Married or coupled up individuals often think nothing of asking single women personal questions, offering them unsolicited advice or commenting on their lives, and often without any consideration for how that woman might feel.
We asked Christina Steinorth-Powell, a licensed psychotherapist and author of Cue Cards for Life: Thoughtful Tips for Better Relationships, for her thoughts on what to avoid saying to singles. (Consider this a service to all the single women in your life.)
1. "Your biological clock is ticking."
As women age, the term "biological clock" comes into play more and more, but by using the term to explain why a single friend needs to step up her search for a man, you are basically telling her it's more important to have a baby than to have a good relationship. Why can't she have both? "While it's true that many women opt for single parenthood, a lot of women do still want the father of their child to be involved in their lives, and they also want those interactions to be pleasant," explains Steinorth-Powell. If your single friend does want to have children, it's never your place to rush her, and you should never imply she should compromise her choice of partner just so she can start a family.
What you should say instead: Nothing. "A woman's reproductive choice is none of your business, regardless of your relationship with her," says Steinorth-Powell.
2. "It's your fault you haven't met someone yet."
While you may think you're being helpful by suggesting that a friend dress a little better, lose a little weight or dye her hair, you're actually doing her a disservice. "When you target something about a woman's appearance, you are, in essence, telling her she's not good enough for a man to find attractive," says Steinorth-Powell.
"When we do this to each other, we're perpetuating the myth that, to be happy and in love, one needs to be thin and beautiful. Nothing can be further from the truth," she explains. "Most men don't want a size-two woman, nor do they want a woman who is so wrapped up in her looks that she has little else to offer."
What you should say instead: "Be comfortable in your own skin, because when you are, the right man will accept you just the way you are."
3. "Men find you intimidating."
Powerful women often get a bad reputation and are thought to repel men, but this theory is not only out-dated, it's offensive. By telling a single woman she intimidates men, you send the message that a woman can't be who she is, "Simply put, if a man finds you intimidating, for whatever reason, he is not the man for you," says Steinorth-Powell. "Don't make yourself smaller, don't dumb yourself down, don't minimize your accomplishments just to please a man."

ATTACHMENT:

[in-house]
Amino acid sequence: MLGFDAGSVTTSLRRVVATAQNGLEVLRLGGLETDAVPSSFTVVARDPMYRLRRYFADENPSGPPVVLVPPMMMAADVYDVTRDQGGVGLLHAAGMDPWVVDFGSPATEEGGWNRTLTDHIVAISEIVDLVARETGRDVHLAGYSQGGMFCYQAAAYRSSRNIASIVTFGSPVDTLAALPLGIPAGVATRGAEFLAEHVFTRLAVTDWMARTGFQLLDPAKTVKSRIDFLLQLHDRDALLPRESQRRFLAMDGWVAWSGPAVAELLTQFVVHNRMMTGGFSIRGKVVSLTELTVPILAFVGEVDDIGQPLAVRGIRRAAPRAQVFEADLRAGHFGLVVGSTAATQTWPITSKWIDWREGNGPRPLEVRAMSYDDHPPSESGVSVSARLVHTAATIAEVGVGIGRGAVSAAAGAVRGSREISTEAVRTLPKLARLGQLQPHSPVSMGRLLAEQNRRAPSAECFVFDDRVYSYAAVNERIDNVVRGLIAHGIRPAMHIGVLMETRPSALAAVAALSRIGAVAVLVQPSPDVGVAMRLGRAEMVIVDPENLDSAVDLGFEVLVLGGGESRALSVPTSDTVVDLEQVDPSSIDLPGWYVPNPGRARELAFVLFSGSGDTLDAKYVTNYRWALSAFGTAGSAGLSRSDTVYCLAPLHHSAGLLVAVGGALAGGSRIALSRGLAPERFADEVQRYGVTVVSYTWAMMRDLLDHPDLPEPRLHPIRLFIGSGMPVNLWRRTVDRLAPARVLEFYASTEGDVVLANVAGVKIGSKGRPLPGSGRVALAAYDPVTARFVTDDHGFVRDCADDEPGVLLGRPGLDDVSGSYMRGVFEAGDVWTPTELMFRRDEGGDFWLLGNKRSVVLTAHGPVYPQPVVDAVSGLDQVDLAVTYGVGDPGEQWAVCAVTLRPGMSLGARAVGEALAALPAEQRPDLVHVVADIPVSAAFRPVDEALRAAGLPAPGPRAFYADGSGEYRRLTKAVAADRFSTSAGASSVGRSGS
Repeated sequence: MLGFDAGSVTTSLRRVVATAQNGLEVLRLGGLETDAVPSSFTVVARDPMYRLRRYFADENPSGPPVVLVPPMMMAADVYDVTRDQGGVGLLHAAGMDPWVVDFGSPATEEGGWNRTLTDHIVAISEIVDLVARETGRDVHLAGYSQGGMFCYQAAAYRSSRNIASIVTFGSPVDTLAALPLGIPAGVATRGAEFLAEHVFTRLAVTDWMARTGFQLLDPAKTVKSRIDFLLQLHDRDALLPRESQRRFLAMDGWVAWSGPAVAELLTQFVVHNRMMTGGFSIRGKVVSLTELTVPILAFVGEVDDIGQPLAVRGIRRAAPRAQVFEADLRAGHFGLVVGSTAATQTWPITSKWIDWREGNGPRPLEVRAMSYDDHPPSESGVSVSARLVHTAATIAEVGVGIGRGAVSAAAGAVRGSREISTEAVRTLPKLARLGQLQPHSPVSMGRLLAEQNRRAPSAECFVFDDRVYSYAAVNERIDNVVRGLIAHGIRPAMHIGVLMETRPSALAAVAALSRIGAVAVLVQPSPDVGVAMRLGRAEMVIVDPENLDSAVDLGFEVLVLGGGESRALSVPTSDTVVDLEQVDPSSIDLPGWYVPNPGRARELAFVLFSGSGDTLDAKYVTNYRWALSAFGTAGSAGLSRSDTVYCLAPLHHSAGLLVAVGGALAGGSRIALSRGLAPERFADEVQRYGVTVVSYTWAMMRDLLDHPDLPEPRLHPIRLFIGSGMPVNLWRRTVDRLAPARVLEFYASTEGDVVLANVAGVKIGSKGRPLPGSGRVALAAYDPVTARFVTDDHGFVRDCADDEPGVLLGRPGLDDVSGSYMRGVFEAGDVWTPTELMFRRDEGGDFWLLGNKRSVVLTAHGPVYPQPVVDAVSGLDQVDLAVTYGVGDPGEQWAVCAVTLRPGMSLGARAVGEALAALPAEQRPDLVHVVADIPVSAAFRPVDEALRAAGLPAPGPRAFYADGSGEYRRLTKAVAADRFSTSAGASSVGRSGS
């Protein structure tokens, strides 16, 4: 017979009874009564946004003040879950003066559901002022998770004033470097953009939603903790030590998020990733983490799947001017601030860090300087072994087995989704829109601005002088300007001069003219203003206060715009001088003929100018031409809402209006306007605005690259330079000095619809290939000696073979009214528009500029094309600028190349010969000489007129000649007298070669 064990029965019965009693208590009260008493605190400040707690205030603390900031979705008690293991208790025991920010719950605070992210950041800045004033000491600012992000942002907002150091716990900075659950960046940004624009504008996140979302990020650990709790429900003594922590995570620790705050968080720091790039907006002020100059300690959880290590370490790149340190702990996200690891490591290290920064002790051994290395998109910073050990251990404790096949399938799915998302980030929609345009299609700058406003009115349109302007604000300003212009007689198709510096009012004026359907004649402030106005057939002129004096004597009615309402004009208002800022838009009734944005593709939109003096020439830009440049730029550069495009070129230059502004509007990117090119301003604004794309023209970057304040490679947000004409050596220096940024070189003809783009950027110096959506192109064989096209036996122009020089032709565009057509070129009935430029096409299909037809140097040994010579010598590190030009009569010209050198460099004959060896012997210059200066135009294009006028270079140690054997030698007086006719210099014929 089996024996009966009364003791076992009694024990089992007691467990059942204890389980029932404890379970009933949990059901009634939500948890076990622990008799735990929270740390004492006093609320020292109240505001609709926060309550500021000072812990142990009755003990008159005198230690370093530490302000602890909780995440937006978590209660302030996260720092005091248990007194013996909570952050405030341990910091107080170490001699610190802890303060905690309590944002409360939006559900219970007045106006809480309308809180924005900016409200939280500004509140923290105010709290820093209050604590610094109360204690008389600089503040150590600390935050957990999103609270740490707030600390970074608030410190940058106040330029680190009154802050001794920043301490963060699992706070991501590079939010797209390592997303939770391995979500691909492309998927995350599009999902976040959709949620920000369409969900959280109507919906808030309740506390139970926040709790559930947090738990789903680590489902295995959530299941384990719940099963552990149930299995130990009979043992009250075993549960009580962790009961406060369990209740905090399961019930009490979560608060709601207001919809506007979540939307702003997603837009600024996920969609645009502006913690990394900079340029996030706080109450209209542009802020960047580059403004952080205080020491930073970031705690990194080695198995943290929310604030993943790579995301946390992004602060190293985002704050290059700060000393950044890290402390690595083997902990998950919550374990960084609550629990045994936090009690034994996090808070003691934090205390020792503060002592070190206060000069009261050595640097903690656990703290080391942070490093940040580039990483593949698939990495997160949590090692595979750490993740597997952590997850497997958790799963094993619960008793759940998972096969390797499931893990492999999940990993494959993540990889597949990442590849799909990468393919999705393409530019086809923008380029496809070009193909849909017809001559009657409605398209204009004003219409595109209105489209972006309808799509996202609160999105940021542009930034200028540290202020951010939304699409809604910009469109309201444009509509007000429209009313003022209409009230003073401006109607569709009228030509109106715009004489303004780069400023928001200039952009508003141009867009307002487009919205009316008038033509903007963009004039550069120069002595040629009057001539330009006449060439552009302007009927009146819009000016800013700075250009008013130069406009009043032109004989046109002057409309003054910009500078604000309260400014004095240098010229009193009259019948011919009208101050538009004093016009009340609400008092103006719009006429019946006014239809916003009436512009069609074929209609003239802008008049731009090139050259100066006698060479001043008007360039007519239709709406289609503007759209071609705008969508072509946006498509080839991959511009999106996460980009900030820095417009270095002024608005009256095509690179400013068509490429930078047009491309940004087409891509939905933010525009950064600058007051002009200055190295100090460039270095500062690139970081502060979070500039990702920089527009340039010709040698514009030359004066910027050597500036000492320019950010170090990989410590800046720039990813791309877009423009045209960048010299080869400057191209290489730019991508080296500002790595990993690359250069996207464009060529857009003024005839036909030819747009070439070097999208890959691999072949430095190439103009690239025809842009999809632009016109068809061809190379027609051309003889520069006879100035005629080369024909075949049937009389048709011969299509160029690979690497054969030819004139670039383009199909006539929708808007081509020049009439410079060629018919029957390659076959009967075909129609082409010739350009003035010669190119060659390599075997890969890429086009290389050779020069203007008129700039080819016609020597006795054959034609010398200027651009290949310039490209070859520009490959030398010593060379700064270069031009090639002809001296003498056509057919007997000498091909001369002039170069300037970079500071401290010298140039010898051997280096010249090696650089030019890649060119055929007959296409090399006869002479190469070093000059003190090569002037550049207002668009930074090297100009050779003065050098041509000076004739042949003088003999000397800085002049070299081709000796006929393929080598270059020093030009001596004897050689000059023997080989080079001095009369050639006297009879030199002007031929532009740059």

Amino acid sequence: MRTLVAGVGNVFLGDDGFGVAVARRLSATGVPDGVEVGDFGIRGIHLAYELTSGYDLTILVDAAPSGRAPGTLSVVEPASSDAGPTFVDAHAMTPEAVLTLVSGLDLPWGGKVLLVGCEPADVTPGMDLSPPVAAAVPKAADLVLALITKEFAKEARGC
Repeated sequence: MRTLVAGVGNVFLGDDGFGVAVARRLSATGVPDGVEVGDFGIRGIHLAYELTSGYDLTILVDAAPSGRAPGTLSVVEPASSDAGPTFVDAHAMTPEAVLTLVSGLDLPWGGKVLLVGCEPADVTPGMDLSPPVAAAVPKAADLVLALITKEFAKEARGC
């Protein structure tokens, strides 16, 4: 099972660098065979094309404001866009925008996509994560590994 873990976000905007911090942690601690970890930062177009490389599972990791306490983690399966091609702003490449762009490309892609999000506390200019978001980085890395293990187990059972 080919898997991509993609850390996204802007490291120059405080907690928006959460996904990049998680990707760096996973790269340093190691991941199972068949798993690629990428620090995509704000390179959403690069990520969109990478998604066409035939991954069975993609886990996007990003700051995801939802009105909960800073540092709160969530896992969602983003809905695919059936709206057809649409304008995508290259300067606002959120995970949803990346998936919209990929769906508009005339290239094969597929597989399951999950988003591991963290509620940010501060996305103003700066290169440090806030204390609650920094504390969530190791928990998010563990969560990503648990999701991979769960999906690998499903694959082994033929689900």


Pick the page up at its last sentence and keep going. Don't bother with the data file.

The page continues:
What you should say instead: "Any man worthy of a relationship won't be intimidated by you. He'll value your strengths."
4. "Other people you know are happy in relationships."
Many people are happy in their relationships, but that doesn't mean every person wants to be in one, or is ready to be in one. So by telling a woman she'll never be as happy alone as in a relationship, you're devaluing her life choices. Not to mention that it's just not true. "Many women are quite content being single. I was single for many, many years and thoroughly enjoyed it," says Steinorth-Powell. "Also, we never really know what goes on behind the scenes in a relationship, so while many people may seem 'happy,' they may just be putting their best foot forward."
What you should say instead: Nothing. Some women choose not to be in a relationship, and that's completely okay.
5. "Your career should not be more important than finding a man."
Having career goals and being focused on moving your life forward is never a bad thing. Suggesting to a single woman that she is too focused on her career to find a husband implies that her future happiness is tied to a man, which Steinorth-Powell says is ridiculous. "In order to be happy in a relationship, you need to be happy with yourself first. If your career or anything else makes you happy and you decide to throw yourself under a bus for the sake of a relationship, you will always regret it," she explains. "Do what makes you happy and the rest of your life will fall into place."
What you should say instead: "I know you enjoy your career, but don't forget to make time for your personal life."
"Saying something like this is a gentle reminder that while a successful career is a great thing, sometimes we need to be reminded to have balance," advises Steinorth-Powell.
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